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Considering that I’m writing this post with the Fellowship of the Ring soundtrack playing and a replica of the One Ring To Rule Them All hanging from a silver chain around my neck, I think it’s pretty safe to say that I’m a fan of J. R. R. Tolkien’s work. The world, the languages, the beautiful stories that go on throughout his books are nothing short of masterpieces for me. While my preference tends to lie with the Lord of the Rings trilogy, it’s children’s book sibling, The Hobbit, has a special place in my heart as a book that I would escape to when the trials and pressures of being a Grade Fiver would get to me (not a joke, there were plenty). So when a movie trilogy based on the book was being made I was optimistic. The movies are great. They’re no Lord of the Rings (Extended OR theatrical), but they’re fantastic films all the same, that capture many of the characters, in particular the company of Dwarves, in a way that really made the fifth grader in me smile.

So it’s with that same level of optimism I had when I learned that Central City Brewers + Distillers out of Surrey, B.C. would be making a series of beers based on The Hobbit films. The beers would essentially be a Canadian version of Olympia, Washington brewer Fish Brewing Co.‘s Hobbit beers, with Central City using their recipe. So Canada would have a beer based on a movie based on a book that is based on an American beer based on a movie based on a book. The thought of adaptation in this is very interesting and I’m sure that Central City adapted as well as changed slightly to create a series of beers that is altogether unique.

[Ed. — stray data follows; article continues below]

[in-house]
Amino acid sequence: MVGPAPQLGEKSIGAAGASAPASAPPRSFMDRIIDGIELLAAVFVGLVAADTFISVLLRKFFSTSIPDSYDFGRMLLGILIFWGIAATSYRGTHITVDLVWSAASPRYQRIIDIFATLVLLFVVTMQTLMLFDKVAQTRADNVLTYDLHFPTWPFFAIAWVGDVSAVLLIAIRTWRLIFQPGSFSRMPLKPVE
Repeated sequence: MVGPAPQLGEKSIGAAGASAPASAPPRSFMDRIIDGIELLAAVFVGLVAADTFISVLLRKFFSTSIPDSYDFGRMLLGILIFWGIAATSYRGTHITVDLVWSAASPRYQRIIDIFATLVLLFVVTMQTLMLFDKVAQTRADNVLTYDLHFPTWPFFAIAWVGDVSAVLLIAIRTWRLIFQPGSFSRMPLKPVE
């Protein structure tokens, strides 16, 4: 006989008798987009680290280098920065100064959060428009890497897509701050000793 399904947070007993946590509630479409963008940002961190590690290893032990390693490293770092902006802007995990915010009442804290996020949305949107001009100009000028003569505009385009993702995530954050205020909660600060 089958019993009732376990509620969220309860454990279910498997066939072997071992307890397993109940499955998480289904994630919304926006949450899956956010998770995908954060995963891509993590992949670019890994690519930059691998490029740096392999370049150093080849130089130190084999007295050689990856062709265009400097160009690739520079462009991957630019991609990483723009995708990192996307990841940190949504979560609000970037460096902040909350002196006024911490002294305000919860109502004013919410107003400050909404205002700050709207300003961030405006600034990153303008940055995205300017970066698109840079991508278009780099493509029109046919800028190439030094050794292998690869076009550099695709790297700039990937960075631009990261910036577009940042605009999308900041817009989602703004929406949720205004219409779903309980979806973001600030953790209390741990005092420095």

I’m actually a huge fan of beers based on franchises, since the name attached tends to, not totally unlike Bilbo Baggins, get people not inclined to be adventurous with beer to try something new. However, there were a few hurdles to overcome, the big one of these being timing. Fish Brewing came out with their beers in the Fall of last year, which left Central City racing to get their beers finished and out in time for the release of the final Hobbit film. And as an Ontario resident I’d like to add my personal gripe of the beers being available in all provinces of Canada EXCEPT Ontario, with the LCBO deciding not to go with it for reasons that I can only speculate on (hooray).

But anyways! You aren’t here to read my Ontario Retail System slashfic, you came to read about these Hobbit beers! Let’s get to them!

Bolg Belgian Tripel (9.5% ABV): The albino Orc Azog is one of the primary antagonists in the Hobbit film, having killed Thorin Oakensheild’s grandfather, the king under the mountain by beheading him. Thorin managed to cut off his arm, but Azog merely retreated and was able to hunt down his nemesis Thorin with his son Bolg. But the movie actually demoted Bolg, whose father is long dead and is merely mentioned by name in the book, with his son actually being the Orc leader of the Misty Mountains and leader of the Goblins of Moria.